Instead of going to Jaffa, however, he proceeded to Ascalon. Ascalon was a larger and stronger city than Jaffa. At least it had been stronger, and its fortifications were more extensive, though the place had been dismantled by Saladin before he left the coast. This town, as you will see by the map, is situated toward the southern part of Palestine, near to the confines of Egypt, and it had been a place of importance as a sort of entrepôt of commerce between Egypt and the Holy Land. Richard began to think that it would be necessary for him to establish his army somewhat permanently in the strong places on the coast, and wait until he could obtain re-enforcements from Europe before attempting again to advance toward Jerusalem. He thought it important, therefore, to take possession of Ascalon, and thus—Acre and Jaffa being already strongly garrisoned—the whole coast would be secure under his control.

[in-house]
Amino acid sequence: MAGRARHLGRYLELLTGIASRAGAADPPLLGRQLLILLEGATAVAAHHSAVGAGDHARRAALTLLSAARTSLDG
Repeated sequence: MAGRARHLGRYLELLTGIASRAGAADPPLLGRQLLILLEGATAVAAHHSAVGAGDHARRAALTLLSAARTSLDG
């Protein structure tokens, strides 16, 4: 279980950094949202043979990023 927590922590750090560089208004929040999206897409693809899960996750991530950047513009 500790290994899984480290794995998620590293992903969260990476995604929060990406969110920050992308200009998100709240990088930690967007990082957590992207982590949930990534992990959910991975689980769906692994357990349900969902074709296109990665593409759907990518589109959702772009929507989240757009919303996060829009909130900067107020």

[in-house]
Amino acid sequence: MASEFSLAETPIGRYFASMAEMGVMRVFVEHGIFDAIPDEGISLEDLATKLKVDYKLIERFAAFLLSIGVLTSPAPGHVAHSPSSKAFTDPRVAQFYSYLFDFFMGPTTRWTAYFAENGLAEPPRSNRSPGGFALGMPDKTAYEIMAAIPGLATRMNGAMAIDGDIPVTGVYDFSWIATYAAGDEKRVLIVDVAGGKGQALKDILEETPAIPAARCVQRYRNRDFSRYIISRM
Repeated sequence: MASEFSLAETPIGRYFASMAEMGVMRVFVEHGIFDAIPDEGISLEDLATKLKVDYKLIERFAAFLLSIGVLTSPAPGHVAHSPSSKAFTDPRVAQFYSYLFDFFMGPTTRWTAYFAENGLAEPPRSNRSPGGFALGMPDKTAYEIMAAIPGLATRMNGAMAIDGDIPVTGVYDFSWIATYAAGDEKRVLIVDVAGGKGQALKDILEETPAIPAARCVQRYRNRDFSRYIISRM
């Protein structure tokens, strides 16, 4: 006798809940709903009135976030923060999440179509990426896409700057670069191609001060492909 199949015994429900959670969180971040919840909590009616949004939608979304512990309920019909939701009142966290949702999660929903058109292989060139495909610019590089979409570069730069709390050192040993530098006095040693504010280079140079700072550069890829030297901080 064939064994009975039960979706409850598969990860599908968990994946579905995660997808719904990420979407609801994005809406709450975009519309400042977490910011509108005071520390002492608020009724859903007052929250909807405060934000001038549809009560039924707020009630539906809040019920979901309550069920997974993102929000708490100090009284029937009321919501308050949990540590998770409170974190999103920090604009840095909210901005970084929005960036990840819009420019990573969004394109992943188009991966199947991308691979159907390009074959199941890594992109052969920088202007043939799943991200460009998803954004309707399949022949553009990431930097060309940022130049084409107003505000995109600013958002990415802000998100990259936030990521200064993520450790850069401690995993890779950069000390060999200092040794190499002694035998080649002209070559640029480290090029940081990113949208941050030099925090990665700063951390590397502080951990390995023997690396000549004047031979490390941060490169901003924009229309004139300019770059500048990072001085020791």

Accordingly, on his retreat from Jerusalem, he proceeded with a large portion of his army to Ascalon, and immediately commenced the work of repairing the walls and rebuilding the towers, not knowing how soon Saladin might be upon him.